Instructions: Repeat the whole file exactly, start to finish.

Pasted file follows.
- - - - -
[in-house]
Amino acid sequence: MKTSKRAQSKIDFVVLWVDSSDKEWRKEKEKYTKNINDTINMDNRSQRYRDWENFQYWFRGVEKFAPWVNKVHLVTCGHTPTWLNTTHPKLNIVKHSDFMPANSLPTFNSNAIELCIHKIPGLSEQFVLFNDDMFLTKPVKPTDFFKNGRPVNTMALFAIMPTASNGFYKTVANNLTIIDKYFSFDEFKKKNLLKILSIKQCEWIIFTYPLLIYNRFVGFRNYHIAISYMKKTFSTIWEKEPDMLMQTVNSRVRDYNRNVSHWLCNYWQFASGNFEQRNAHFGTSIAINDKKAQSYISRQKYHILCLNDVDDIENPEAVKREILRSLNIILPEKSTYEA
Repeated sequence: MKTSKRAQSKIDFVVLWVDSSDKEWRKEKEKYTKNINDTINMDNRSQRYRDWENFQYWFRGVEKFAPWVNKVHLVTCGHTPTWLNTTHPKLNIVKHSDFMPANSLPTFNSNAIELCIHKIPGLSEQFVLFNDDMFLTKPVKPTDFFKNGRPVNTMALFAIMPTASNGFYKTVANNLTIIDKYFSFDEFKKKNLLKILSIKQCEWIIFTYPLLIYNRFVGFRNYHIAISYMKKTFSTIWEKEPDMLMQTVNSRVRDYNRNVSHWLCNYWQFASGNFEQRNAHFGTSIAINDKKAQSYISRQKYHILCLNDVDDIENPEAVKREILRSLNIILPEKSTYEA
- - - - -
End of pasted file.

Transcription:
[in-house]
Amino acid sequence: MKTSKRAQSKIDFVVLWVDSSDKEWRKEKEKYTKNINDTINMDNRSQRYRDWENFQYWFRGVEKFAPWVNKVHLVTCGHTPTWLNTTHPKLNIVKHSDFMPANSLPTFNSNAIELCIHKIPGLSEQFVLFNDDMFLTKPVKPTDFFKNGRPVNTMALFAIMPTASNGFYKTVANNLTIIDKYFSFDEFKKKNLLKILSIKQCEWIIFTYPLLIYNRFVGFRNYHIAISYMKKTFSTIWEKEPDMLMQTVNSRVRDYNRNVSHWLCNYWQFASGNFEQRNAHFGTSIAINDKKAQSYISRQKYHILCLNDVDDIENPEAVKREILRSLNIILPEKSTYEA
Repeated sequence: MKTSKRAQSKIDFVVLWVDSSDKEWRKEKEKYTKNINDTINMDNRSQRYRDWENFQYWFRGVEKFAPWVNKVHLVTCGHTPTWLNTTHPKLNIVKHSDFMPANSLPTFNSNAIELCIHKIPGLSEQFVLFNDDMFLTKPVKPTDFFKNGRPVNTMALFAIMPTASNGFYKTVANNLTIIDKYFSFDEFKKKNLLKILSIKQCEWIIFTYPLLIYNRFVGFRNYHIAISYMKKTFSTIWEKEPDMLMQTVNSRVRDYNRNVSHWLCNYWQFASGNFEQRNAHFGTSIAINDKKAQSYISRQKYHILCLNDVDDIENPEAVKREILRSLNIILPEKSTYEA